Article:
Microsoft Corp is taking its biggest step away from a long-standing, lucrative alliance with Intel Corp, teaming up with Britain's ARM Holdings to take on Apple Inc in the red-hot tablet and smartphone arena.
Microsoft, the second-largest U.S. technology company, plans to design a Windows operating system compatible with chips designed by ARM, an Intel rival and the dominant producer of chips for smartphones and tablet computers.
The move is the latest major win for ARM, which is making huge strides in mobile computing and on Wednesday also announced that graphics chipmaker Nvidia will begin designing central microprocessors for computers based on ARM architecture.
Microsoft's action is a shift from its alliance with Intel, whose chips have been the mainstay of Windows operating systems on personal computers.
We've already seen that the personal computer has lost dominance as a computing platform, said Brendan Barnicle, an analyst at Pacific Crest Securities. Microsoft has to deal with the fact that Apple is making these really compelling devices.
Microsoft's disappearance from the phone market and its delayed response to tablet devices like the iPad weighed on its shares in 2010.
Investors want to know how the software giant intends to establish a strong presence in the exploding tablet market and catch up with Apple's iPhone and Google's Android smartphone systems.
This is an existential issue for Microsoft in terms of its relevance, said IDC analyst Al Hilwa, calling the smartphone a fundamental challenge to personal computers. It has more technology, more devices, it's actually smarter, more aware of its location and of its proximity to me, than my PC is, he said.
It's something essential for Microsoft.
CORNERING THE MARKET
Microsoft's new approach marks the end of Intel's hegemony on Windows systems, sometimes referred to as Wintel, which set the standard in early computing.
It's highly symbolic, the Wintel duopoly that was such a good partnership for so long is fraying at the edges a little bit, said Todd Lowenstein, a portfolio manager at HighMark Capital Management.
The U.S. software maker had no time frame in mind for the launch of the ARM-supported operating system version, Windows division chief Steven Sinofsky told reporters at the Consumer Electronics Show.
But the executive added that Microsoft typically aims for 24 to 36 months between major Windows versions, suggesting a launch date of between October 2011 and October 2012. That means tablets capable of taking on Apple's iPad may be a year or more in coming, running the risk of leaving it too late to catch up with Apple's iPad.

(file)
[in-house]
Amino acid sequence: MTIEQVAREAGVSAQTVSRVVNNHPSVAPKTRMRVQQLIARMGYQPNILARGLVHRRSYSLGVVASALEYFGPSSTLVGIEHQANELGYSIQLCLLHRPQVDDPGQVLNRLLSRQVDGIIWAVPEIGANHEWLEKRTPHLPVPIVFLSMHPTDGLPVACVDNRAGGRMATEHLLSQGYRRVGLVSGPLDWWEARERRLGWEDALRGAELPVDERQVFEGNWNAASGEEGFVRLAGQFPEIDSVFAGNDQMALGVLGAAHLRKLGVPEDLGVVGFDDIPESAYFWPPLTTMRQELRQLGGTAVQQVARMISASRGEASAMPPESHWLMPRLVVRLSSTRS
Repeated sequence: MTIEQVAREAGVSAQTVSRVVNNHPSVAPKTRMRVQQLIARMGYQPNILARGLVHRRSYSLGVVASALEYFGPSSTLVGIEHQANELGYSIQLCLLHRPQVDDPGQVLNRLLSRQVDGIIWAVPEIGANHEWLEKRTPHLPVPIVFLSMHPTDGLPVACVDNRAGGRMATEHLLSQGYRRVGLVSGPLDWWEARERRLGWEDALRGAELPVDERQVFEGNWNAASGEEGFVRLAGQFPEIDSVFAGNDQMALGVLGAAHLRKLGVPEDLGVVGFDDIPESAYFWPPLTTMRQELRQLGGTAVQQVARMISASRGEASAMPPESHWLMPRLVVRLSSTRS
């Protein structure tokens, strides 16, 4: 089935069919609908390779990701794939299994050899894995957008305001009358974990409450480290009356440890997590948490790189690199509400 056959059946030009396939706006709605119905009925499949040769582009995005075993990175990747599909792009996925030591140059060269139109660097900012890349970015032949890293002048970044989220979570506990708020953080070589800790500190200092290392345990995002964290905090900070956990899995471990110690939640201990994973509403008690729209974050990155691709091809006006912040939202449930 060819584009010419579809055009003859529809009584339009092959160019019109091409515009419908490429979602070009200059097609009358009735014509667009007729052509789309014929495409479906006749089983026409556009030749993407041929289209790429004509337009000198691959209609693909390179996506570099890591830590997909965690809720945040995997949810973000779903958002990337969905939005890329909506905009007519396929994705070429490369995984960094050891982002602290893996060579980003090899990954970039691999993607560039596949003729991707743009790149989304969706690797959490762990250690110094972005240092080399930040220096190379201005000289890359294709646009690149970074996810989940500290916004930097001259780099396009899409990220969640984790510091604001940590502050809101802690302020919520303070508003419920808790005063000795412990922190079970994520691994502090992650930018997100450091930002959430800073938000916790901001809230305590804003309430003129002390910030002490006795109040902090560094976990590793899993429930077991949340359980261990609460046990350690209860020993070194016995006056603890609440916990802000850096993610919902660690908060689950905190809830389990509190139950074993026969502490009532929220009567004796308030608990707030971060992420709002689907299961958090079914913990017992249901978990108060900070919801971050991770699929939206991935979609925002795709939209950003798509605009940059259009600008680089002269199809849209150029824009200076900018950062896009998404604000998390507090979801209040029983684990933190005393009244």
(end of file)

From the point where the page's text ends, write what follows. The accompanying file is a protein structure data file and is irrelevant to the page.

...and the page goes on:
It's still early in the adoption phase for tablets, said Lowenstein. Prices will be coming down, there is a mass market opening up even more, and both Intel and Microsoft have the capability to catch up. Microsoft has made a business model out of second-mover advantage, using its scale to crush opponents.
Research firm Gartner expects worldwide smartphone sales to treble to 851 million units by 2014, while it sees tablets increasing seven-fold to more than 150 million units by 2013.
In comparison, PC sales are expected to increase at a much more sedate pace, close to 15 percent this year, rising to 610 million units worldwide by 2014, according to Gartner. By that time, Gartner expects tablets to have displaced about 10 percent of PC sales.
High-powered, low-battery chips made by ARM dominate the smartphone and tablet markets, and are featured for instance in Apple Inc's iPhone and iPad.
At the Consumer Electronics Show in Las Vegas, executives demonstrated a Windows desktop running off ARM-based chip architecture, including one powered by Qualcomm's popular Snapdragon processor and another by Texas Instrument's OMAP.
Also demonstrated was a desktop powered by Nvidia's Tegra.
Microsoft's operating software for mobile devices -- Phone 7 -- already supports ARM processors, but the new version of Windows would mark a shift in its core operating software for computing.
Samsung, Dell and Asustek have already announced that tablets running Windows 7 -- Microsoft's core product -- will go on sale this year.
It may be the end of the PC as we know it. In a way, it's a recognition that the new PC has to look different, so Microsoft has to be at the forefront of evolving it, IDC analyst Hilwa said.
They have to evolve the PC, they have to redefine the PC. And it looks like they kind of got the memo on this now.
Shares of ARM rose 7.7 percent on the London Stock Exchange ahead of the announcement. Microsoft shares edged 0.3 percent lower to close at $28.
(Additional reporting by Alexei Oreskovic; Writing by Edwin Chan; Editing by Gary Hill and Steve Orlofsky)